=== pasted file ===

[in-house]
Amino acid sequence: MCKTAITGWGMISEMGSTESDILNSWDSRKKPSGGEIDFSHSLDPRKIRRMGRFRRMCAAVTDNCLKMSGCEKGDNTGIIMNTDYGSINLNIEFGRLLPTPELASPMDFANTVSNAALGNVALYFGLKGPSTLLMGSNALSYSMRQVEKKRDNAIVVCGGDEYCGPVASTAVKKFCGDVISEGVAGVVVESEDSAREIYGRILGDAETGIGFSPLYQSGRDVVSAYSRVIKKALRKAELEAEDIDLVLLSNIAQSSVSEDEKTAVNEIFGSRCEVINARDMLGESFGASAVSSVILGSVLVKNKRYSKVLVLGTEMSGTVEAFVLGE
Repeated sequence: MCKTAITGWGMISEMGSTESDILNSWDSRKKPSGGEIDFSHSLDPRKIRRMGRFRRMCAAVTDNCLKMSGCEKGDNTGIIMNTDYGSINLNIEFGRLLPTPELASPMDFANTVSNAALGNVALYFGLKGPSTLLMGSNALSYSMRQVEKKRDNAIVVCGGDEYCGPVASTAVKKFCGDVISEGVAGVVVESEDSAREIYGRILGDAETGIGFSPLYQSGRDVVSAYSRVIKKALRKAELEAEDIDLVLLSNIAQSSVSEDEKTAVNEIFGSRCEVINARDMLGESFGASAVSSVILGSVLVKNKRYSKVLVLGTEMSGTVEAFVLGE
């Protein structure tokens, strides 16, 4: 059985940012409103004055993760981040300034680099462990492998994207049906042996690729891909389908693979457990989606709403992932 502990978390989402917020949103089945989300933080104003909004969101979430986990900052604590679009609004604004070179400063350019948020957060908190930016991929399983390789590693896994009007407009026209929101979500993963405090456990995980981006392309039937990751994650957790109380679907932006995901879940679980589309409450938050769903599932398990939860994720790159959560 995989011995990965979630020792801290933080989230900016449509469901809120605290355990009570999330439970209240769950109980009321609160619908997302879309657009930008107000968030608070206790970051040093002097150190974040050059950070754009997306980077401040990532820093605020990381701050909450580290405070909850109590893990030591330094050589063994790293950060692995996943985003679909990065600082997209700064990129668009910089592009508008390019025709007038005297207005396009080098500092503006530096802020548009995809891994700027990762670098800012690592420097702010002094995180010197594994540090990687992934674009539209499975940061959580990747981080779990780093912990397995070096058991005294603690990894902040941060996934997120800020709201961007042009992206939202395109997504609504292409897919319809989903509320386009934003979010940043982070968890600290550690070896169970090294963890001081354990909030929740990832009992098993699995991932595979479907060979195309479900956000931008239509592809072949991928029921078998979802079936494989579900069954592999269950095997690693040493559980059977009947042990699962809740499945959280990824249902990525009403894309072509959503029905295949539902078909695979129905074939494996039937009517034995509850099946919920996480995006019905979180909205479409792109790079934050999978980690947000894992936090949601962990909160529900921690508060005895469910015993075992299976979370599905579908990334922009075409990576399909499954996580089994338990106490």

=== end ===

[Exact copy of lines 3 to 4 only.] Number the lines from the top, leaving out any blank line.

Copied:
Repeated sequence: MCKTAITGWGMISEMGSTESDILNSWDSRKKPSGGEIDFSHSLDPRKIRRMGRFRRMCAAVTDNCLKMSGCEKGDNTGIIMNTDYGSINLNIEFGRLLPTPELASPMDFANTVSNAALGNVALYFGLKGPSTLLMGSNALSYSMRQVEKKRDNAIVVCGGDEYCGPVASTAVKKFCGDVISEGVAGVVVESEDSAREIYGRILGDAETGIGFSPLYQSGRDVVSAYSRVIKKALRKAELEAEDIDLVLLSNIAQSSVSEDEKTAVNEIFGSRCEVINARDMLGESFGASAVSSVILGSVLVKNKRYSKVLVLGTEMSGTVEAFVLGE
């Protein structure tokens, strides 16, 4: 059985940012409103004055993760981040300034680099462990492998994207049906042996690729891909389908693979457990989606709403992932 502990978390989402917020949103089945989300933080104003909004969101979430986990900052604590679009609004604004070179400063350019948020957060908190930016991929399983390789590693896994009007407009026209929101979500993963405090456990995980981006392309039937990751994650957790109380679907932006995901879940679980589309409450938050769903599932398990939860994720790159959560 995989011995990965979630020792801290933080989230900016449509469901809120605290355990009570999330439970209240769950109980009321609160619908997302879309657009930008107000968030608070206790970051040093002097150190974040050059950070754009997306980077401040990532820093605020990381701050909450580290405070909850109590893990030591330094050589063994790293950060692995996943985003679909990065600082997209700064990129668009910089592009508008390019025709007038005297207005396009080098500092503006530096802020548009995809891994700027990762670098800012690592420097702010002094995180010197594994540090990687992934674009539209499975940061959580990747981080779990780093912990397995070096058991005294603690990894902040941060996934997120800020709201961007042009992206939202395109997504609504292409897919319809989903509320386009934003979010940043982070968890600290550690070896169970090294963890001081354990909030929740990832009992098993699995991932595979479907060979195309479900956000931008239509592809072949991928029921078998979802079936494989579900069954592999269950095997690693040493559980059977009947042990699962809740499945959280990824249902990525009403894309072509959503029905295949539902078909695979129905074939494996039937009517034995509850099946919920996480995006019905979180909205479409792109790079934050999978980690947000894992936090949601962990909160529900921690508060005895469910015993075992299976979370599905579908990334922009075409990576399909499954996580089994338990106490």